TALLADEGA, Ala. -- As Carl Edwards spun on the final lap Sunday at Talladega Superspeedway, NASCAR didn't throw the caution, and maybe the only person he knows who lifted off the throttle was his Joe Gibbs Racing teammate Matt Kenseth.
While Kenseth said he was "dumbfounded" there was no caution, Edwards was more upset at his competitors following the Geico 500, which Dale Earnhardt Jr. won for his sixth career victory at Talladega.
The decision to throw the caution on the last lap has been a judgment call for NASCAR, which wants races to finish under green but, as it did in the Daytona 500, it will throw the caution on the final lap if it feels the need to dispatch emergency vehicles immediately.
"Because there was a wreck at the end of the Daytona 500, I slowed down, and it cost us a bunch of positions," Edwards said. "I guess some people would say, 'Well, hell, your job is to stay on the throttle and go race,' but, man, we're all out here and we're all human beings.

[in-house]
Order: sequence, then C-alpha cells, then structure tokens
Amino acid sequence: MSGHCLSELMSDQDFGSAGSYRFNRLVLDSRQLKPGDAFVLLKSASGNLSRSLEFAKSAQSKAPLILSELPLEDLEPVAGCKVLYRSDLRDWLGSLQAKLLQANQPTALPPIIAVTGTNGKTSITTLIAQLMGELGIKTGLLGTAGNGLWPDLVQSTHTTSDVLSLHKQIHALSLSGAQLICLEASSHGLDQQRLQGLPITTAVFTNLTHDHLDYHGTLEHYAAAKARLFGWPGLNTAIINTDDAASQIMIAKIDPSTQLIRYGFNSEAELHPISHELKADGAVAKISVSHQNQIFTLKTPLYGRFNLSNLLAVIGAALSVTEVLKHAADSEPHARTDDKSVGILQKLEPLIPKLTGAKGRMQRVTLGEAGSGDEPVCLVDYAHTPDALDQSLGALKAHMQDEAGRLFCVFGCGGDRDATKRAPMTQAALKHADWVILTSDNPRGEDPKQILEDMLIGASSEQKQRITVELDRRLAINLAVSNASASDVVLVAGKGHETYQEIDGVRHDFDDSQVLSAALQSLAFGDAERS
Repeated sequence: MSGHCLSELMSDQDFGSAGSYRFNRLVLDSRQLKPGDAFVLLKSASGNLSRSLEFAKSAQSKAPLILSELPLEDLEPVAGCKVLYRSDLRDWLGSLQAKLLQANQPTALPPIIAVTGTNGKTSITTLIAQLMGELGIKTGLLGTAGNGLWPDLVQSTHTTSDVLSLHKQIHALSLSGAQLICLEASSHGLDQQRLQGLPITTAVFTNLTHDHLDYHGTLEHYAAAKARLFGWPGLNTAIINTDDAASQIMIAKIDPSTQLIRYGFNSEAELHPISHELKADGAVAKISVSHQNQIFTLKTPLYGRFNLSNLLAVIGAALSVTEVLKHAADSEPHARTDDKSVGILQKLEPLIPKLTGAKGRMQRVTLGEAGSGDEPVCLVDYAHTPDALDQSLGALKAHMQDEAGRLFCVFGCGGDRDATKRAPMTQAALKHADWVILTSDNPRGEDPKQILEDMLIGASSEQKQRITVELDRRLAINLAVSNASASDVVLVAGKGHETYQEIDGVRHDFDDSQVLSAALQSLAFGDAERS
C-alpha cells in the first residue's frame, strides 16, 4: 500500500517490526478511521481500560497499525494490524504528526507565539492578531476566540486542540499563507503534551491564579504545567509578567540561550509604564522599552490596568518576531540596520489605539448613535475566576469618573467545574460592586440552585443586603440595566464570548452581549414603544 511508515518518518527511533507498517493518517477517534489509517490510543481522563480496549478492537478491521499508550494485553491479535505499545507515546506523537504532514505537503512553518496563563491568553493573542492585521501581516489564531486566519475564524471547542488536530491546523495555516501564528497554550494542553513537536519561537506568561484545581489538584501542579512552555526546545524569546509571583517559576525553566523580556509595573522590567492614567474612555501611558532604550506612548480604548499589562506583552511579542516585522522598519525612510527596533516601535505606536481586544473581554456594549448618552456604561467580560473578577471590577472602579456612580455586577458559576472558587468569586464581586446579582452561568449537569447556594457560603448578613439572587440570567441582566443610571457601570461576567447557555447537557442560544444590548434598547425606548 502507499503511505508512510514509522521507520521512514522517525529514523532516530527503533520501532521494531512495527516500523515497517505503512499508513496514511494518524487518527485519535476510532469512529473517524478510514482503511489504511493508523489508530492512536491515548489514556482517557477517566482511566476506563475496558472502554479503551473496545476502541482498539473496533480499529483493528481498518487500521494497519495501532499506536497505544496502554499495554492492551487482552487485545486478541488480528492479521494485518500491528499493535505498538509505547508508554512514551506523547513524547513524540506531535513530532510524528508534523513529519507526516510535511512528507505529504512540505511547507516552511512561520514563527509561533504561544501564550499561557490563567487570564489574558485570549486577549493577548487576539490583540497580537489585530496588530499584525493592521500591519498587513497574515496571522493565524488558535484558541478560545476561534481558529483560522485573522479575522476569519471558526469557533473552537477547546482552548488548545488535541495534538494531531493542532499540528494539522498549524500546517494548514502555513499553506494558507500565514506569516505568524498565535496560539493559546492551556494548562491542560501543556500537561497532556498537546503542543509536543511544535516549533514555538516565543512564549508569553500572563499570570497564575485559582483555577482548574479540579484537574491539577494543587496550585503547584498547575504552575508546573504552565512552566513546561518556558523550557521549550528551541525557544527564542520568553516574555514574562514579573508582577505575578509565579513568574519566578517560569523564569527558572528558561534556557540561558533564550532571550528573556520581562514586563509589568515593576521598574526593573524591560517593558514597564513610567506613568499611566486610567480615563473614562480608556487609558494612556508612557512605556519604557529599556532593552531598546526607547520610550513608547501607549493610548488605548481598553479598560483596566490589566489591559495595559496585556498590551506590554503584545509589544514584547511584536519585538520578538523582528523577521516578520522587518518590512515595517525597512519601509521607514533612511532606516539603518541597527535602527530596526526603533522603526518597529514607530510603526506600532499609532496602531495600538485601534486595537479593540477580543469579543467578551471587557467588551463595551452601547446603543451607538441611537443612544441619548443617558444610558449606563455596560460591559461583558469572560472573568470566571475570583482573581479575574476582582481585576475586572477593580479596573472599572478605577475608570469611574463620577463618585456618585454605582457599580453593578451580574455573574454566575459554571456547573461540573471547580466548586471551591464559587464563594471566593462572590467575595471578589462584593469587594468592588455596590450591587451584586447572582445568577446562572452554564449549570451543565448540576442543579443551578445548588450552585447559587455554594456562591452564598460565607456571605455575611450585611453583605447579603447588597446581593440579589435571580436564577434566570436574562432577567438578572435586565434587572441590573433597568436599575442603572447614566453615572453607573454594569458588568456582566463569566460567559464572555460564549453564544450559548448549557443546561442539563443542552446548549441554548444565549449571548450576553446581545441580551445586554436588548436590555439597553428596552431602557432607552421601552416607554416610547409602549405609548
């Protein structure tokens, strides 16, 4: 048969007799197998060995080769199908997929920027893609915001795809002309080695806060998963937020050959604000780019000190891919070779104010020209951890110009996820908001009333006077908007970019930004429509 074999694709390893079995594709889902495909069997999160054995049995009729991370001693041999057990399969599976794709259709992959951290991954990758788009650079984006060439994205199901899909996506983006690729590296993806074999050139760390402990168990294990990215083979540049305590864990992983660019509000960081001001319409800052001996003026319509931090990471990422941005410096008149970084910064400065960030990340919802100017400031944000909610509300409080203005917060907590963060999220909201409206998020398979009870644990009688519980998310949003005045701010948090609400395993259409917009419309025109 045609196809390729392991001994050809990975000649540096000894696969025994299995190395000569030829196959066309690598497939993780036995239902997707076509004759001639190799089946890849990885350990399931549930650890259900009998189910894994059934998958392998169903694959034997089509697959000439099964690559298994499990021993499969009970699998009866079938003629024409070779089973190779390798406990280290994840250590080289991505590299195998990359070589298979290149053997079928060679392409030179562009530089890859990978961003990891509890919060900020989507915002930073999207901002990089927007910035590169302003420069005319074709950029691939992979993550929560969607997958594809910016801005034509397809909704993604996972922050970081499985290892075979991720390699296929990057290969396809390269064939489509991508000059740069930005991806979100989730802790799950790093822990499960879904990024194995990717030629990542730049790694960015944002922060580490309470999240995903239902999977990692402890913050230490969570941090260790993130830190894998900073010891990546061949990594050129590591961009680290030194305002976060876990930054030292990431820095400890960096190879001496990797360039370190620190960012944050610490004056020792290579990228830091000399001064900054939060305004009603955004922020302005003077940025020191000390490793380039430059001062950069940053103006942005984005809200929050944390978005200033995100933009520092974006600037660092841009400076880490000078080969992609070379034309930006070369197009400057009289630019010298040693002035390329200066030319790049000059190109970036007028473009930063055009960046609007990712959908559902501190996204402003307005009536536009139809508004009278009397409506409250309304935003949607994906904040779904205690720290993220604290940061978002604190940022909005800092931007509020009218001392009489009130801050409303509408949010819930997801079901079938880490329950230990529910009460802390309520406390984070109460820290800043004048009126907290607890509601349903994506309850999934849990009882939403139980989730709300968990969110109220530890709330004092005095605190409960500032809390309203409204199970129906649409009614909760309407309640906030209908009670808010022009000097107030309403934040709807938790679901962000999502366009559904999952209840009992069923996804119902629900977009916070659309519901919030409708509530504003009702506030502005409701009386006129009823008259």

"You've got a guy wrecking, you can't just lay into his door. That's pretty dangerous."
No one actually hit Edwards in the door, but he obviously felt the potential was there for him to suffer a serious injury. He said he believes Justin Allgaier went by him at 160 or 180 mph.
"We make every effort to try to finish under green flag conditions," NASCAR Sprint Cup Series director Richard Buck said in a statement. "We believe the circumstances that occurred allowed us to do that today."
Some drivers will keep the throttle to the floor until told there is a caution and also won't lift in the hopes that a spinning car in front of them will spin away before they make contact.
"Generally, if someone is spinning in front of you, you slow down a little bit, so if you do hit him, you don't break their legs or hurt them," said Edwards, who saw a potential top-10 finish turn into a 32nd-place day. "I don't want to rant too much about it, but I was frustrated with that."
Kenseth, who lost some spots and finished 25th, also left frustrated.
"I had to lift so I didn't send Carl to the hospital," Kenseth said. "I'm just dumbfounded that NASCAR didn't throw a caution. We were driving past wrecked cars for half a lap at 180 mph. It was a crazy ending."